People are doing traditional-style reviews all over the web, so we decided to try something different. In each “breakdown” we’ll take a look at what a film’s marketing led us to believe, how the movie actually played, and then what we learned from it all. Read on!
I might be a little exhausted in terms of James Franco. I respect that the man is a prolific “artist” who wants to make as much “art” as possible, but I could do without his smug good looks and particularly abstract take on acting. That said, watching Jonah Hill’s slow progression into serious acting is always fun.
If you ever spend anytime with anyone who’s ever written anything, you’ll probably at some point be told to “show, not tell.” This means that instead of broadcasting to your audience the intentions and reasoning of your characters, you allow their actions and words to “show” this for you. True Story is a good film, a solid film one might say, but one that dances so precariously on the line of “show, don’t tell” that you have to wonder if director, Rupert Goold, managed to make an enjoyable film that seems more weighty than it actually is. Which in a film like True Story, could most certainly be the case. Based on a, sigh, true story, the film follows the life of former New York Times writer Mike Finkle (Jonah Hill) in the wake of being disgraced, and canned, for lying in an article. Stripped of his professional credibility, Finkle sequesters himself in his home in Montana and waits for something to happen. In Mexico, Christopher Luongo (James Franco), is fleeing police in the wake of his family being discovered murdered. And he’s using the alias Mike Finkle, of The New York Times. Luongo is caught, Finkle becomes interested in the case, and after visiting Luongo, becomes a willing participant in sharing the story of his life and, presumed innocence. The meat of the story revolves around a series of conversations the two men have, where Luongo sort of seduces Finkle into the idea of writing a book about him. Though both actors do good work in the film, there’s something about the interaction between the two that doesn’t sit right, as if the well known real life friendship heightens the sense that these two are acting. Or maybe, just maybe, Goold wanted to make these moments in the jail cell seem vaguely unrealistic, as if he was hinting at this idea that the “true story” that Finkle was writing never, to anyone observing from the outside at least, seemed real at all. Yet Goold never overtly states any of this. Yes, we watch as Finkle becomes, to some degree, a pawn to Luongo’s small machinations, and we see how important the story and the friendship becomes to a man wallowing in creative limbo, but Goold, to the film’s detriment, never pulls the camera far enough back to really showcase why it matters. Instead, we get a well made film (and Goold has a keen aesthetic eye and fine hand with his actors) that tells a story about a story, well, about a story, but in the end, that’s it. Sure, you can argue that Goold has made a film that challenges the audience to come to their own conclusions, or, you can look at it and see a director who couldn’t figure out how to address the central themes of his narrative, so he just hung it all out to dry and hoped everyone else could figure it out.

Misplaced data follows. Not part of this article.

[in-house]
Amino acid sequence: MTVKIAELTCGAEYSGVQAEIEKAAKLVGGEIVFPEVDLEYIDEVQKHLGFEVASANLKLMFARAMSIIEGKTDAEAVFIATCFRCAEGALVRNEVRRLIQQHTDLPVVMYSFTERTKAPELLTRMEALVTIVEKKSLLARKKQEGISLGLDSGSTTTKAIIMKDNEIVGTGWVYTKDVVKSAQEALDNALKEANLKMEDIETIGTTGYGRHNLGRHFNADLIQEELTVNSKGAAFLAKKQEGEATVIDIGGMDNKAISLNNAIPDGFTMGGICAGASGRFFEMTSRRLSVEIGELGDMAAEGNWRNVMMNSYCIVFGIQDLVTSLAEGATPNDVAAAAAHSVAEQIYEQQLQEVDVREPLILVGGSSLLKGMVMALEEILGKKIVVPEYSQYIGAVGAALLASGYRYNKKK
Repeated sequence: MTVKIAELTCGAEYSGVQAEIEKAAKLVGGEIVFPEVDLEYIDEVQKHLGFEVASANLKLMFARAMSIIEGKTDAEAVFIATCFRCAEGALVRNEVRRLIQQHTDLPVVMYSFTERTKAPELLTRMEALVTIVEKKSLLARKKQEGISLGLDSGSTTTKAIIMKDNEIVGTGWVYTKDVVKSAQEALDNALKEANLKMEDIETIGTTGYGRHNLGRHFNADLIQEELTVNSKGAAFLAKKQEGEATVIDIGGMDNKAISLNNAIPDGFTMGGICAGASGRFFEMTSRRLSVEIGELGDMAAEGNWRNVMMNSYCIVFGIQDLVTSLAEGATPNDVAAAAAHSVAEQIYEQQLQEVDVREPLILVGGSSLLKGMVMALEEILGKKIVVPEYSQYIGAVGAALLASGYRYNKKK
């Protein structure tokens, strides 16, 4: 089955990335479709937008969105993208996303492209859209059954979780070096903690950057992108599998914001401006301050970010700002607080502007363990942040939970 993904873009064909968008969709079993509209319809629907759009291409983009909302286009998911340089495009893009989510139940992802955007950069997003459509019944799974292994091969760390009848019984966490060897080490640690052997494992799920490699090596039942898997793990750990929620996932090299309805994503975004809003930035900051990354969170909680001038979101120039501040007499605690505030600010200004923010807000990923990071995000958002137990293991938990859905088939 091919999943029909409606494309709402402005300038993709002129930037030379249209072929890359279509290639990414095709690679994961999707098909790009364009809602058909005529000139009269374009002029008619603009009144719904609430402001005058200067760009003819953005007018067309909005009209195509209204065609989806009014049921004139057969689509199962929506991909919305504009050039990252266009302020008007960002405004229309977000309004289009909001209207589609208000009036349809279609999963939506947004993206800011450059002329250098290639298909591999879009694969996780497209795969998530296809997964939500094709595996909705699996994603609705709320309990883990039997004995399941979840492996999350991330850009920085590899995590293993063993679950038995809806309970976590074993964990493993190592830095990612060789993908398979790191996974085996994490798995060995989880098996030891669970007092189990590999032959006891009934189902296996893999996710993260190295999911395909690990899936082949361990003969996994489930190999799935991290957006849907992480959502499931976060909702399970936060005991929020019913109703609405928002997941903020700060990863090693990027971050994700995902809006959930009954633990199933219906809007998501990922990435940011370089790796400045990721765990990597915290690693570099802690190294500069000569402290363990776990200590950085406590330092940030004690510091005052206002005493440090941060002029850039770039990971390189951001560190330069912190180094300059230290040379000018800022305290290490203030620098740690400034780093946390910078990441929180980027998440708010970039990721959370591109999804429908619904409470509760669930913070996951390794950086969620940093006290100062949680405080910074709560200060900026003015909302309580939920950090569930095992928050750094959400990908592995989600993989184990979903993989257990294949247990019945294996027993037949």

Felicity Jones, who plays Finkle’s wife in the film, is going to be a massive star. She’s relegated to a sort of quiet, brooding-lay role in the film, but her one face-to-face interaction with James Franco is the highlight of the film. A twisty, brief conversation that exposes the truth at the heart of Luongo and gives the film that little oomph to really stick the landing.